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#1 Bitethis

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Posted 08 February 2013 - 08:25 AM

I read a recent article about the Stripers caught over the last couple of years at Bull Shoals. It indicated that the BIG stripers are not going to be there much longer, since the stripers were an accidental stock some time back. It lead me to believe the maybe the reproduction and growth of the stripers wasn't successful or significant enough to keep a healthy Striper fishery at Bull Shoals, but I may have over-exaggerated my assumption and misunderstood the author. Anyone able to speak to this, please do so.

 

And...when is the best time to start fishing them, and where? :-)



#2 Bill Butts

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Posted 08 February 2013 - 09:14 AM

What and where was the article you read recently?

I'd like to read it before responding to your questions about the Bull Shoals fishery.

There are a lot of misconceptions about the fishery, and its future.

Let me know what you read and I'll get back with you.

If it was online, a link would be helpful and others could read it, too.

Thanks!


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#3 Bitethis

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Posted 08 February 2013 - 10:13 AM

What and where was the article you read recently?

I'd like to read it before responding to your questions about the Bull Shoals fishery.

There are a lot of misconceptions about the fishery, and its future.

Let me know what you read and I'll get back with you.

If it was online, a link would be helpful and others could read it, too.

Thanks!

 

Sorry, should have included it first post:

 

http://www.outdoorli...record-missouri

 

It was this comment that got me thinking:

"Interestingly, striped bass aren't even supposed to be in Bull Shoals Lake, which sits along the Arkansas/Missouri border. They were stocked there on accident in 1998."

 

and then the last paragraph:

"According MDC News, Shirley says the surviving fish from that stocking now weigh between 30 and 60 pounds and are slowly reaching the end of their life span. He says the boom in trophy striper fishing at Bull Shoals will taper off over the next five years as fish from the accidental stocking begin to disappear."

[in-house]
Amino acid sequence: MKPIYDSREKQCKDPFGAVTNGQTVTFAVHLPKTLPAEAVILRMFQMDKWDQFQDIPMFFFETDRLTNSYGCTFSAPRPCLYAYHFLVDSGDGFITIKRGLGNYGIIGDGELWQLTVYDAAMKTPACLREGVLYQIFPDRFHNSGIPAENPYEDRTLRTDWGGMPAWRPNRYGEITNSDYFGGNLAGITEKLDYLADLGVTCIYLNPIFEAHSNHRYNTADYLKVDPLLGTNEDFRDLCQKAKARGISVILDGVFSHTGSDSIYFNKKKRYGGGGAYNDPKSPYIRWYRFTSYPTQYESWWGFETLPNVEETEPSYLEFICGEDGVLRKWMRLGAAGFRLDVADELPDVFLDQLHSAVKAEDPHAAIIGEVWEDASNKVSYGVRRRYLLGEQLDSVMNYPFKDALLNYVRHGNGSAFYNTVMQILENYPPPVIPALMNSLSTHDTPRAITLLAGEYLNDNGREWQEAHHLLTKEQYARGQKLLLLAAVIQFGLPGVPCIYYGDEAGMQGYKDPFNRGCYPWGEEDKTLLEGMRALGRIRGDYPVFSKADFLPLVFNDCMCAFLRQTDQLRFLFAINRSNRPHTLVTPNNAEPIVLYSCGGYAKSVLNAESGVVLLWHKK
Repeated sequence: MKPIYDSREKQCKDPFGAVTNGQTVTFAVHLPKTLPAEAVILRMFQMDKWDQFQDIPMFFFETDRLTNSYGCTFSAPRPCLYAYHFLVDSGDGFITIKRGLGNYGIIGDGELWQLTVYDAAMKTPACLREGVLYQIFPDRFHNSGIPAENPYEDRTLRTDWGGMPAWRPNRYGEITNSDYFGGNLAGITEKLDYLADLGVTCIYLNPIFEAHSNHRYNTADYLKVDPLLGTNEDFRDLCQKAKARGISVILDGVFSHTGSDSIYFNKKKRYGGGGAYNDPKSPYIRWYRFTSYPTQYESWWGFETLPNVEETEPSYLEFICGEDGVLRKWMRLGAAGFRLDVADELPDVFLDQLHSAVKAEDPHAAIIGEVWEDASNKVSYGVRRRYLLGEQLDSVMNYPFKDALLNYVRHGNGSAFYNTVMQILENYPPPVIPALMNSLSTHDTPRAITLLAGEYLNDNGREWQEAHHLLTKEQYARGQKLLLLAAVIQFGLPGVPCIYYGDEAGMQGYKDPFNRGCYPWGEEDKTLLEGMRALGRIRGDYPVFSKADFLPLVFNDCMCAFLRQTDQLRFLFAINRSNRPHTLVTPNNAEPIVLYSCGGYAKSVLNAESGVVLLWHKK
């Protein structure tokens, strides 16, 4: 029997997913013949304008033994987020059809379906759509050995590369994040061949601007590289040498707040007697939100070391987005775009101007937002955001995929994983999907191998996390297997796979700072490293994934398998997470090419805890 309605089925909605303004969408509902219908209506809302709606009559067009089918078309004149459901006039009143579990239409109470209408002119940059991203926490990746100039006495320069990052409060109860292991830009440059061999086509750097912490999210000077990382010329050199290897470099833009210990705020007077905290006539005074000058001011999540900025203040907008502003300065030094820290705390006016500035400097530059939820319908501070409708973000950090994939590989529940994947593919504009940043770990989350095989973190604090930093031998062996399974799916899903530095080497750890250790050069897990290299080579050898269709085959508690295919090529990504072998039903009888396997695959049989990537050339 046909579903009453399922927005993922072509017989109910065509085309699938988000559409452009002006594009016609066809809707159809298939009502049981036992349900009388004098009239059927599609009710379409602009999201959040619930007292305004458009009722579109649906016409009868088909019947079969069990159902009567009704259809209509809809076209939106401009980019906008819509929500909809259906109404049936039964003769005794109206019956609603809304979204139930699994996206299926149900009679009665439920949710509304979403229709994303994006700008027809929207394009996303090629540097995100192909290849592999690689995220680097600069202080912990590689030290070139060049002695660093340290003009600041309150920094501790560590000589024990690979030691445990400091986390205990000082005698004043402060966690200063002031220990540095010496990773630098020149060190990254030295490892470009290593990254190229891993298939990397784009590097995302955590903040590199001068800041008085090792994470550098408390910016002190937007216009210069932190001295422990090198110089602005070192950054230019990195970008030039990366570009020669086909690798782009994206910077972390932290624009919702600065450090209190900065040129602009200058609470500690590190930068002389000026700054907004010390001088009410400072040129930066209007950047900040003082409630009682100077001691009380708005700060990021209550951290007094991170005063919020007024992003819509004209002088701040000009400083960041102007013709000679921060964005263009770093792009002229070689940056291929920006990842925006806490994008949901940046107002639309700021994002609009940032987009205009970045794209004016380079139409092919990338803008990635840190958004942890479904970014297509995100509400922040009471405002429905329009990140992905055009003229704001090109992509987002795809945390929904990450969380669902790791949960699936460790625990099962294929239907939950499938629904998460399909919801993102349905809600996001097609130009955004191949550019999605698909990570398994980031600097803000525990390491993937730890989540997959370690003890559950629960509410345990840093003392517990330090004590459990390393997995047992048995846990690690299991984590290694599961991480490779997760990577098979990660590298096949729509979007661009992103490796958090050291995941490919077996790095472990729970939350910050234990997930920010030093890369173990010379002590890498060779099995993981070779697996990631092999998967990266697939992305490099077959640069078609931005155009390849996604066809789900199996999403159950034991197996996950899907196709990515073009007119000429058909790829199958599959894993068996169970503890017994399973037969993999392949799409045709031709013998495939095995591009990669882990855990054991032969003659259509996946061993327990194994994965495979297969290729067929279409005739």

#4 fishinwrench

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Posted 08 February 2013 - 10:29 AM

How exactly does an "accidental stocking" happen?

"Whoops, those aren't hybrids, who loaded this truck?! Oh well, too late now". :)
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#5 Wayne SW/MO

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Posted 08 February 2013 - 11:52 AM

There have been a lot of theory's on how the stocking happened and I'm not sure anyone knows.  MDC wanted to begin stocking stripers in BS, but as usual the bass only fishermen whined so loud the idea was apparently abandoned.  It's kind of ironic that they protested adding a fish that was little competition and overlooked the walleye stockings that put in a fish more likely to compete.

The striper catches in upper BS have been between River Run and the dam and, as far as I know, were during high water which affected BS and TR.  TR was dumping a lot of water those winters and created a deep flow below Powersite.  That's what it seemed to me, for what its worth. 


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#6 Dutch

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Posted 08 February 2013 - 01:57 PM

There used to be stripers down there when I was a kid.  I guess they didn't reproduce and died out.  For what it is worth, I was told that the current stripers were put in by the Arkansas DNR.



#7 Wayne SW/MO

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Posted 08 February 2013 - 02:22 PM

I have caught small hybrids out of BS, I had 2 last year that were about 16/17.  I assumed they came from natural reproduction.


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#8 Bill Butts

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Posted 08 February 2013 - 03:37 PM

That article was dated August 2011, and probably written as much as a few months prior to that publication date.

There has been quite a lot of discussion about the future of a Striper fishery in Bull Shoals (BS) Lake since that time.

 

First let's address the historical aspects:

It is a fact that the AR Fish & Game (AGFC) unitentionally stocked about 17,000 Striped Bass fingerlings (I think that was the size, and I believe the year was 1998 but not positive) that was the result of a communication error, thinking they were Walleye.  Oops!

Over the years, Stripers have been caught in many different locations of the lake from Powersite to Bull Shoals Dams.  There are very few fishermen who intentionally target the Stripers, but those who do and are very persistent are occasionally rewarded, as we periodically hear in the news.  Stripers are difficult to locate or pattern consistently since they are very nomadic (remember their gentic roots are in saltwater) and can and will move great distances if they choose to.